This kind of "news" doesn't merely rally anti-Obama or pro-Republican sentiment. It has real-life effects on our democracy. In Trump’s case, it prompted a Democratic president to bow to the pressure and produce a birth certificate. Outfoxed took a look at how that kind of “journalism” could help a president eager to promote a case for war against Iraq.

Unfortunately, criticisms against Fox News are often dismissed as partisan disagreement with its slant. Even a recent Huffington Post article painted Outfoxed director/producer Robert Greenwald in a he said/she said framework that began, “Director Robert Greenwald and Fox News do not like each other very much.”

This isn’t to dismiss or diminish righteous outrage over the shameless bias and relentless drumbeat that serves to promote FNC’s conservative, right-wing agenda. Any self-respecting Democrat or liberal should be alarmed by that alone. But to stop there is to miss an even greater, more pernicious threat.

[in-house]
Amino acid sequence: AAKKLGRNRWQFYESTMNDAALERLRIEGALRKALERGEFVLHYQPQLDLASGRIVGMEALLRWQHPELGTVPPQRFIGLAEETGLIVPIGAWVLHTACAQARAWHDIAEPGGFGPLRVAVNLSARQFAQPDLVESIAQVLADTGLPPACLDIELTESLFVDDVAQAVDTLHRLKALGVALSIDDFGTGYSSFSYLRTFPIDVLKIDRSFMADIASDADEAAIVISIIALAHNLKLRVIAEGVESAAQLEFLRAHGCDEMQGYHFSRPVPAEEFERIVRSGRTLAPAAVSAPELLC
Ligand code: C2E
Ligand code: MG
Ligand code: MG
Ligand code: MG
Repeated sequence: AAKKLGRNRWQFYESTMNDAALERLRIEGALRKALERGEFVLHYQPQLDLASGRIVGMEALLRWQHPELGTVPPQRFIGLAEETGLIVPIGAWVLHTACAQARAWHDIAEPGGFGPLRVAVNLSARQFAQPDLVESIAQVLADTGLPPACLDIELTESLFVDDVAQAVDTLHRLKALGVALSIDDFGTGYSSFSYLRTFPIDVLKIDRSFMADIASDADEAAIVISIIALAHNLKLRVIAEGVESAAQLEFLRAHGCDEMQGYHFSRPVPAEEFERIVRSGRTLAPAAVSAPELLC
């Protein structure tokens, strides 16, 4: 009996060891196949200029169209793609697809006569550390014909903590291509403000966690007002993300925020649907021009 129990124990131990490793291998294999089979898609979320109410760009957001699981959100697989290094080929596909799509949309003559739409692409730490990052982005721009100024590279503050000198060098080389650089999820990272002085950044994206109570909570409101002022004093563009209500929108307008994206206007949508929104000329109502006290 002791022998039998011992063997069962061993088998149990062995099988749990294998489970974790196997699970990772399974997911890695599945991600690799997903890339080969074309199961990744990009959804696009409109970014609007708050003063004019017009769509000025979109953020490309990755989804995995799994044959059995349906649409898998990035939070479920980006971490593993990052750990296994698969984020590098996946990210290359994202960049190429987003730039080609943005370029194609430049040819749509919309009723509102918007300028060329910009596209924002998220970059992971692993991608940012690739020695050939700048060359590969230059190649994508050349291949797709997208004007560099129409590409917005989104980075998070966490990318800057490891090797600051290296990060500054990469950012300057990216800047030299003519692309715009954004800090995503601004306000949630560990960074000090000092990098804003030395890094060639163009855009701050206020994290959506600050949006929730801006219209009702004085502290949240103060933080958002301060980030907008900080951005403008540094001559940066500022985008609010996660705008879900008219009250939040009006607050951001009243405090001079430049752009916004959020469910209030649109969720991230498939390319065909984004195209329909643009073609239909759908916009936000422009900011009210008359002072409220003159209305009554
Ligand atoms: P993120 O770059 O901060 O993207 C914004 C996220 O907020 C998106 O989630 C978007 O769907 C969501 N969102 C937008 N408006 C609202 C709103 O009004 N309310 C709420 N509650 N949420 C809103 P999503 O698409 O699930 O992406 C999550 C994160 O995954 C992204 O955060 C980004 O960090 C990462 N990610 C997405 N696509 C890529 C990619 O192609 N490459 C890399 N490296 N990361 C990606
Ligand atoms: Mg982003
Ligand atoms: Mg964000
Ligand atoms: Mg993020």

News Corp’s phone hacking scandals have raised a curtain – not just on the unsavory tactics of a tabloid paper – but on the unsettlingly cozy relationship between News Corp., Prime Minister David Cameron and Scotland Yard. It's still an open question but there are good reasons to worry that News Corp. hacking occurred here. What’s not in doubt is the revolving door between Fox News and the GOP. Two declared presidential candidates, Newt Gingrich and Rick Santorum, were Fox News contributors in between their politician gigs. Karl Rove, GOP insider extraordinaire, is currently on the payroll. Sarah Palin stays in the news largely because of her Fox platform. Republican speechwriter David Frum said last year, “Republicans originally thought that Fox worked for us and now we’re discovering we work for Fox.”

So now that the “fair and balanced” charade has been so thoroughly exposed, it’s time to look further and think deeper about the ramifications of these kinds of media powerplays, what kind of democracy we want and what we are willing to fight for.

A good place to start is the online discussion about all this tonight at 8 PM ET.

Hope to "see" you there!